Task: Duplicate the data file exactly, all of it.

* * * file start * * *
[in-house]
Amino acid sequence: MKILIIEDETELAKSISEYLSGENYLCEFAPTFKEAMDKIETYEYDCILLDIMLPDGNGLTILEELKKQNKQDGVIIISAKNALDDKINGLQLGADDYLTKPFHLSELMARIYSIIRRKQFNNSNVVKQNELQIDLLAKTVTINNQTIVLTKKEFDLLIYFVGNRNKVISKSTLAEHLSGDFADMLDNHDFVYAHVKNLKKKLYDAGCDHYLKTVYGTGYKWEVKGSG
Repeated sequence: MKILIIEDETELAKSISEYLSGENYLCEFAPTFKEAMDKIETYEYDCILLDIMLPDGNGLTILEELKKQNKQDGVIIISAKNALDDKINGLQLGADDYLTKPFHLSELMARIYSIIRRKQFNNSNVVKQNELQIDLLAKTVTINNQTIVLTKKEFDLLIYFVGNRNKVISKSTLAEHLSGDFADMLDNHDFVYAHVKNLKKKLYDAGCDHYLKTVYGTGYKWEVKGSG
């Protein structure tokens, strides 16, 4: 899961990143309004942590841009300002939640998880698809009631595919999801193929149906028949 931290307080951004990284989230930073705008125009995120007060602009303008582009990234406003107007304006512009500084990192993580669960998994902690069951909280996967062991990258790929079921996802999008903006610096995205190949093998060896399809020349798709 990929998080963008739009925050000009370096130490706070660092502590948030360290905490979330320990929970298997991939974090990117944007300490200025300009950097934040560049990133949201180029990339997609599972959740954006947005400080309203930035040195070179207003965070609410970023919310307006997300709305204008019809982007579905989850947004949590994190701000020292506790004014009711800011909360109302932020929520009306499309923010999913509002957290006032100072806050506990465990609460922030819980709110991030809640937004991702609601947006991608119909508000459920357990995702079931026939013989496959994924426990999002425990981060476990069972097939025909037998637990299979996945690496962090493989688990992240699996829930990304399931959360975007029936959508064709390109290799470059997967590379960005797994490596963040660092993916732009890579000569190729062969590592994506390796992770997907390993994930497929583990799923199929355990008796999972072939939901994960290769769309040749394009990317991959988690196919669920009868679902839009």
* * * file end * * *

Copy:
[in-house]
Amino acid sequence: MKILIIEDETELAKSISEYLSGENYLCEFAPTFKEAMDKIETYEYDCILLDIMLPDGNGLTILEELKKQNKQDGVIIISAKNALDDKINGLQLGADDYLTKPFHLSELMARIYSIIRRKQFNNSNVVKQNELQIDLLAKTVTINNQTIVLTKKEFDLLIYFVGNRNKVISKSTLAEHLSGDFADMLDNHDFVYAHVKNLKKKLYDAGCDHYLKTVYGTGYKWEVKGSG
Repeated sequence: MKILIIEDETELAKSISEYLSGENYLCEFAPTFKEAMDKIETYEYDCILLDIMLPDGNGLTILEELKKQNKQDGVIIISAKNALDDKINGLQLGADDYLTKPFHLSELMARIYSIIRRKQFNNSNVVKQNELQIDLLAKTVTINNQTIVLTKKEFDLLIYFVGNRNKVISKSTLAEHLSGDFADMLDNHDFVYAHVKNLKKKLYDAGCDHYLKTVYGTGYKWEVKGSG
């Protein structure tokens, strides 16, 4: 899961990143309004942590841009300002939640998880698809009631595919999801193929149906028949 931290307080951004990284989230930073705008125009995120007060602009303008582009990234406003107007304006512009500084990192993580669960998994902690069951909280996967062991990258790929079921996802999008903006610096995205190949093998060896399809020349798709 990929998080963008739009925050000009370096130490706070660092502590948030360290905490979330320990929970298997991939974090990117944007300490200025300009950097934040560049990133949201180029990339997609599972959740954006947005400080309203930035040195070179207003965070609410970023919310307006997300709305204008019809982007579905989850947004949590994190701000020292506790004014009711800011909360109302932020929520009306499309923010999913509002957290006032100072806050506990465990609460922030819980709110991030809640937004991702609601947006991608119909508000459920357990995702079931026939013989496959994924426990999002425990981060476990069972097939025909037998637990299979996945690496962090493989688990992240699996829930990304399931959360975007029936959508064709390109290799470059997967590379960005797994490596963040660092993916732009890579000569190729062969590592994506390796992770997907390993994930497929583990799923199929355990008796999972072939939901994960290769769309040749394009990317991959988690196919669920009868679902839009």